An antimicrobial agent found in many consumer products ranging from hand soaps to toys and even toothpaste can rapidly disrupt bacterial communities in the gut, new research shows.
Although the health implications are not certain, dysfunction of the gut microbiome has been associated with several diseases, including diabetes, heart disease, arthritis and malnutrition.
The research, published in the journal PLOS ONE, was based on findings made with zebrafish, which researchers believe are an important animal model to help determine possible human biological and health impacts of this antimicrobial compound.
Triclosan was first used as a hospital scrub in the 1970s and now is one of the most common antimicrobial agents in the world, found in shampoos, deodorants, toothpastes, mouth washes, kitchen utensils, cutting boards, toys, bedding, socks and trash bags.
It continues to be used in medical settings, and can be easily absorbed through the skin.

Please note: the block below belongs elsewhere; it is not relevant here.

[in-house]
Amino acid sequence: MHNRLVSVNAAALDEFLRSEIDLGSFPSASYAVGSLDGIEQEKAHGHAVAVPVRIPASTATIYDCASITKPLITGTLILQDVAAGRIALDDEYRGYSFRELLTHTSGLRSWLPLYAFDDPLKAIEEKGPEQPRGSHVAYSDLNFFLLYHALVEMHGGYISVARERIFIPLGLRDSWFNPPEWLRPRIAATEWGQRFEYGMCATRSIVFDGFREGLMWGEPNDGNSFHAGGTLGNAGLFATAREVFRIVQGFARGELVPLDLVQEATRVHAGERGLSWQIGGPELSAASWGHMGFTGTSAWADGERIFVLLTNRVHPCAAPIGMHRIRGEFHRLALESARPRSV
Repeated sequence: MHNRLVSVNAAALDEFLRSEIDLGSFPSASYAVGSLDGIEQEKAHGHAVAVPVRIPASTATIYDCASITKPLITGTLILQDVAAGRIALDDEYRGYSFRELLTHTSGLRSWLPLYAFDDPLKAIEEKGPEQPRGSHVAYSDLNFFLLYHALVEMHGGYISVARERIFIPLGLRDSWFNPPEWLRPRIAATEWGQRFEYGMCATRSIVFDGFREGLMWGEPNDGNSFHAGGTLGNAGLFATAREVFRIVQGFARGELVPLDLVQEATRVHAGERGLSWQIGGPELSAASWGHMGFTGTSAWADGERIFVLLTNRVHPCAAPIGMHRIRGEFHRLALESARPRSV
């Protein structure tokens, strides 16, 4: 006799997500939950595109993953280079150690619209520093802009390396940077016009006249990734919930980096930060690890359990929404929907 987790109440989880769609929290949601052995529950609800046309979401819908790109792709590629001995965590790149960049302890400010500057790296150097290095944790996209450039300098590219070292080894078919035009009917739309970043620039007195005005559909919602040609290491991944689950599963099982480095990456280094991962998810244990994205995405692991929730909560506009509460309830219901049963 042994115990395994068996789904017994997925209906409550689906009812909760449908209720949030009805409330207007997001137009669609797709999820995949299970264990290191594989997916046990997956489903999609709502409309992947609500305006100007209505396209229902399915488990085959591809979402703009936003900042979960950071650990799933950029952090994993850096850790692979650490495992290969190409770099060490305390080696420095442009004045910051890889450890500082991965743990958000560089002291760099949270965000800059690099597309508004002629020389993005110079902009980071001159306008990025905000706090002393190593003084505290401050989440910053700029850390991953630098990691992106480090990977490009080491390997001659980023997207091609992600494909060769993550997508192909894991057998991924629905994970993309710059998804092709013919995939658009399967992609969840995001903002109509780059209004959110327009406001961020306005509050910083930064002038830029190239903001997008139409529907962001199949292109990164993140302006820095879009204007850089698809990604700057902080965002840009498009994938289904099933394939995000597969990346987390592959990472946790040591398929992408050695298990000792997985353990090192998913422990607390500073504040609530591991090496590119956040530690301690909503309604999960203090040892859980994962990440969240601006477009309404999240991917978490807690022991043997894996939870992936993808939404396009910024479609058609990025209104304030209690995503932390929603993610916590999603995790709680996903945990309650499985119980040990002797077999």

In the new study, researchers found that triclosan exposure caused rapid changes in both the diversity and composition of the microbiome in the laboratory animals.
“Clearly there may be situations where antibacterial agents are needed,” said Christopher Gaulke, lead author on the study and a postdoctoral microbiology researcher at Oregon State University in the US.
“However, scientists now have evidence that intestinal bacteria may have metabolic, cardiovascular, autoimmune and neurological impacts, and concerns about overuse of these agents are valid,” Gaulke noted.